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Algorithmic Sentencing: Drawing Lessons from Human Factors Research

Zerilli, John (2020) Algorithmic Sentencing: Drawing Lessons from Human Factors Research. [Preprint]

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Abstract

Researchers in the field of “human factors” have long been aware that when humans devolve certain of their functions to technology, the transfer from human to machine can restructure more than the division of labour between them: humans’ perceptions of themselves and their abilities may also change. In particular, if a system becomes reliable enough, humans will become diffident to the point of adhering to the system’s recommendations even when they have grounds to disbelieve them. Such findings are relevant to the use of algorithmic and data-driven technologies, but whether they hold up in the specific context of recidivism risk assessment is only beginning to be considered. In this chapter, I describe and analyse some pertinent human factors results, and assess the extent to which they pose a problem for the use of algorithms in the sentencing of offenders. While the findings from human factors research are themselves robust, they do not seem to translate neatly to the judicial sphere. The incentives, objectives, and ideologies of sentencing judges appear to upset the usual pattern of results seen in many other domains of human factors research.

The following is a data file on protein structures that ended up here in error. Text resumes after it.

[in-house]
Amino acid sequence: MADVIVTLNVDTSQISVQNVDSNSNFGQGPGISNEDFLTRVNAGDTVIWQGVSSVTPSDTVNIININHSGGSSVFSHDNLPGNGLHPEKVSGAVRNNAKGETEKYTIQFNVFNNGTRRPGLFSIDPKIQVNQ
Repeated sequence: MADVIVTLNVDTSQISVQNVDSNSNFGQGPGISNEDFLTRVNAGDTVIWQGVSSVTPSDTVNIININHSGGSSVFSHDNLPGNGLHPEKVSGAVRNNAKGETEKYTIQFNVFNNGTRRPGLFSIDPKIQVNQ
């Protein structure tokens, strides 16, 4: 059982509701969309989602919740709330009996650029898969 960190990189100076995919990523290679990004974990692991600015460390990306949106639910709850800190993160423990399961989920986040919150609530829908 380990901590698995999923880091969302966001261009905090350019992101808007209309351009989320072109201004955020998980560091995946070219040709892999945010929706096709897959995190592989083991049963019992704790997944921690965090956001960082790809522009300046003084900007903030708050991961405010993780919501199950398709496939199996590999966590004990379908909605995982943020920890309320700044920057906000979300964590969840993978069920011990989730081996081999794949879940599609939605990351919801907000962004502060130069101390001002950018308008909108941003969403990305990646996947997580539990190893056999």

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Item Type: Preprint
Creators:
CreatorsEmailORCID
Zerilli, Johnjohn.zerilli@gmail.com
Subjects: Specific Sciences > Artificial Intelligence > AI and Ethics
Depositing User: Mr John Zerilli
Date Deposited: 26 Jun 2021 03:52
Last Modified: 26 Jun 2021 03:52
Item ID: 19229
Subjects: Specific Sciences > Artificial Intelligence > AI and Ethics
Date: 15 August 2020
URI: http://philsci-archive.pitt.edu/id/eprint/19229

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